Background Acute diplopia (AD) is an uncommon and distressing symptom of numerous ocular and neurological conditions, with potentially serious sequelaes. No data are present in pediatrics on the presentation and management of AD. Aim This study investigated characteristics, etiology and health care utilization of the pediatric population with AD accessed to pediatric Emergency Departments (ED), trying to identify “red flags” associated with potentially life-threatening (LT) conditions. Methods We conducted a cohort multicenter study on children with AD in ten Italian hospitals. Patients were classified into diagnostic categories, comparing children with and without LT disease. Results 621 children presented AD at a rate of 3.6 per 10.000. The most frequent diagnosis among no-LT conditions (81.2%) were headache, ocular disorders and minor post-traumatic disease, while LT conditions (18.8%) were represented by brain tumors, demyelinating conditions, idiopathic intracranial hypertension and major post-traumatic diseases. The LT group showed a significantly higher age, with the odds increased by 1% for each month of age. Monocular diplopia occurred in 16.1%, but unlike adult one-fifth presented LT conditions. Binocular diplopia, associated ocular manifestations or extraocular neurological signs were significantly more common in the LT group. At regression logistic analysis strabismus and ptosis were associated with LT conditions. Conclusion The majority of children presented no-LT conditions and more than one-fourth of patients had headache. Monocular diplopia in the LT group was never isolated but associated with other signs or symptoms. Our study was able to identify some specific ocular disturbances or neurologic signs potentially useful for ED physician to recognize patients with serious pathologies.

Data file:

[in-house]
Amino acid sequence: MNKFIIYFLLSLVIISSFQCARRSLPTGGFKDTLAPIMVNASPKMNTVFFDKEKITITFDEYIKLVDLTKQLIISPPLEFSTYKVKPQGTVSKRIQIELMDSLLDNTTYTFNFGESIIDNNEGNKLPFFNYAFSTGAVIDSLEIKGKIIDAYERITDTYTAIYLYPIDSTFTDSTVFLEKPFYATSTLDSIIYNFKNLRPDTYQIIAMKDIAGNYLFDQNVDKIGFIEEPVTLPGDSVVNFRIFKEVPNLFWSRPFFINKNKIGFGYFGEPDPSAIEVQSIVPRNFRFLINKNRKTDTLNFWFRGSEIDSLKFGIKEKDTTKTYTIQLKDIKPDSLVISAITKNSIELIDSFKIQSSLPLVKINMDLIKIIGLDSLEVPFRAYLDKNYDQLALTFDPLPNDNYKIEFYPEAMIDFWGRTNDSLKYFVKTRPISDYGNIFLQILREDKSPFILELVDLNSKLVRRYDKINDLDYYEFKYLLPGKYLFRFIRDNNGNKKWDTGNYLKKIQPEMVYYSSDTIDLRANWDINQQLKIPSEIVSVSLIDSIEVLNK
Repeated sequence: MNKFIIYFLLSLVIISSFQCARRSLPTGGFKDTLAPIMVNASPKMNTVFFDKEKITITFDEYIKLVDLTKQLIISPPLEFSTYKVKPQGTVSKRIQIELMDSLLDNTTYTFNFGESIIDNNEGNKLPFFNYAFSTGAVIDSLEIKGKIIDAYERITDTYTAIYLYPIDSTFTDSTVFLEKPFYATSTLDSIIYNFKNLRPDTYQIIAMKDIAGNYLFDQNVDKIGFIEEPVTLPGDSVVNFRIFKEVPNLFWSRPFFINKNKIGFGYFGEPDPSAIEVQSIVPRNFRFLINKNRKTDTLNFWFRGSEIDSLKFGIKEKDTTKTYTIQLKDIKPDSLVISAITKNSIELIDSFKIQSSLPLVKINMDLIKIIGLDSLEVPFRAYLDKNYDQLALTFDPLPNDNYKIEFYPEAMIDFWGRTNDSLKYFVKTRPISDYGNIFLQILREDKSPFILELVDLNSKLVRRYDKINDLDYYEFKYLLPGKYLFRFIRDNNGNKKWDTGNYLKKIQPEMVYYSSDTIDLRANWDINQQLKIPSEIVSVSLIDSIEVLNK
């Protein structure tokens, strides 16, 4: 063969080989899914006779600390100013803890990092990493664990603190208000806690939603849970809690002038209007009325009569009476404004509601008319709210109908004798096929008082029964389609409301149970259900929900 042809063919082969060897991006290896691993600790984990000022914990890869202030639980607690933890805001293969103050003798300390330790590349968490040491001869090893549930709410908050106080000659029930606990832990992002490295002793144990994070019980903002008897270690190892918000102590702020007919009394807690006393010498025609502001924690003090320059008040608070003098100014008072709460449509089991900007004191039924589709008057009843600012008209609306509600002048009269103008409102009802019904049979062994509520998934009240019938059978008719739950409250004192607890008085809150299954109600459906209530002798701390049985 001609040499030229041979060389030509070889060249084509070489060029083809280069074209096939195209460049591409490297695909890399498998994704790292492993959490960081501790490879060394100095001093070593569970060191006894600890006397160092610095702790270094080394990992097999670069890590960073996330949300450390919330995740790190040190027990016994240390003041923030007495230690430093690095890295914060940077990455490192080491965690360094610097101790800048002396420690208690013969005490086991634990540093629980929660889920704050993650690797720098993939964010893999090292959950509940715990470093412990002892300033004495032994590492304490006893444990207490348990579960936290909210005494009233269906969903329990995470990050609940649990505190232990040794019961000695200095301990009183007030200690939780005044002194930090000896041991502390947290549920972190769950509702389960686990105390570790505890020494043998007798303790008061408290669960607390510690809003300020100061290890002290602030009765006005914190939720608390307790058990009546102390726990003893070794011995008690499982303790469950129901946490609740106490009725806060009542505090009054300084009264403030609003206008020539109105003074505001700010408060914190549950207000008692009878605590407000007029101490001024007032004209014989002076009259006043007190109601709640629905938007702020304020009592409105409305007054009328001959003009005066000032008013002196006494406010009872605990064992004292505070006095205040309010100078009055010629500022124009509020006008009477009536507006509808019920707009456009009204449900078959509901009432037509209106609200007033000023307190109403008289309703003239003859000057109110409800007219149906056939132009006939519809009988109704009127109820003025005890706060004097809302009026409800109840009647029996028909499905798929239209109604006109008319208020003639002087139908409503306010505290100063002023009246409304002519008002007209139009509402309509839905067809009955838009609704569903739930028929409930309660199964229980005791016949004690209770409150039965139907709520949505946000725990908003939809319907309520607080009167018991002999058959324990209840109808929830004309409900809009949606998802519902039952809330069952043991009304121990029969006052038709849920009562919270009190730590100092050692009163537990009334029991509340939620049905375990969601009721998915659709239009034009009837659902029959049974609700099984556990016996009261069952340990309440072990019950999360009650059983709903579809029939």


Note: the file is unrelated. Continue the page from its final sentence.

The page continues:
- Double vision
- Life threatening condition
ASJC Scopus subject areas
- Pediatrics, Perinatology, and Child Health
- Clinical Neurology